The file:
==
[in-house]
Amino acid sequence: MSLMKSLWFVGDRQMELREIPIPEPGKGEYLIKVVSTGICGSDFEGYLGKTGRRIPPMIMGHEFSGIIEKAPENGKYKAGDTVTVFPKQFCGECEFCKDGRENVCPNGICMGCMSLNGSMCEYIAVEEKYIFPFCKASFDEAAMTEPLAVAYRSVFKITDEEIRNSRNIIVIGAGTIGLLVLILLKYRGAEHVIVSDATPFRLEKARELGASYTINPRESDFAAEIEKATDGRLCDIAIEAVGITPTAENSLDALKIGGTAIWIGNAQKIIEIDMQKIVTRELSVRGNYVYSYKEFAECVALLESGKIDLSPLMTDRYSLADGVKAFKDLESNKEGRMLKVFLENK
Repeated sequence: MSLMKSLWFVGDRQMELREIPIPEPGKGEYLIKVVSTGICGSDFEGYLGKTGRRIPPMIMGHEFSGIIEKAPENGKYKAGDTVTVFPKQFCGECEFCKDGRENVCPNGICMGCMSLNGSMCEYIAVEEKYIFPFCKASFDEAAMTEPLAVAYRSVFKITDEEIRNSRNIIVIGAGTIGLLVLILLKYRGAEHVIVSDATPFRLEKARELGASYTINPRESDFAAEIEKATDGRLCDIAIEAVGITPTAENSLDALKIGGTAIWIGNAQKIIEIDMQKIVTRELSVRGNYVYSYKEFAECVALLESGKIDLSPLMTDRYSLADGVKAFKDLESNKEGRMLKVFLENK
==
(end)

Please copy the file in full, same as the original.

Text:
[in-house]
Amino acid sequence: MSLMKSLWFVGDRQMELREIPIPEPGKGEYLIKVVSTGICGSDFEGYLGKTGRRIPPMIMGHEFSGIIEKAPENGKYKAGDTVTVFPKQFCGECEFCKDGRENVCPNGICMGCMSLNGSMCEYIAVEEKYIFPFCKASFDEAAMTEPLAVAYRSVFKITDEEIRNSRNIIVIGAGTIGLLVLILLKYRGAEHVIVSDATPFRLEKARELGASYTINPRESDFAAEIEKATDGRLCDIAIEAVGITPTAENSLDALKIGGTAIWIGNAQKIIEIDMQKIVTRELSVRGNYVYSYKEFAECVALLESGKIDLSPLMTDRYSLADGVKAFKDLESNKEGRMLKVFLENK
Repeated sequence: MSLMKSLWFVGDRQMELREIPIPEPGKGEYLIKVVSTGICGSDFEGYLGKTGRRIPPMIMGHEFSGIIEKAPENGKYKAGDTVTVFPKQFCGECEFCKDGRENVCPNGICMGCMSLNGSMCEYIAVEEKYIFPFCKASFDEAAMTEPLAVAYRSVFKITDEEIRNSRNIIVIGAGTIGLLVLILLKYRGAEHVIVSDATPFRLEKARELGASYTINPRESDFAAEIEKATDGRLCDIAIEAVGITPTAENSLDALKIGGTAIWIGNAQKIIEIDMQKIVTRELSVRGNYVYSYKEFAECVALLESGKIDLSPLMTDRYSLADGVKAFKDLESNKEGRMLKVFLENK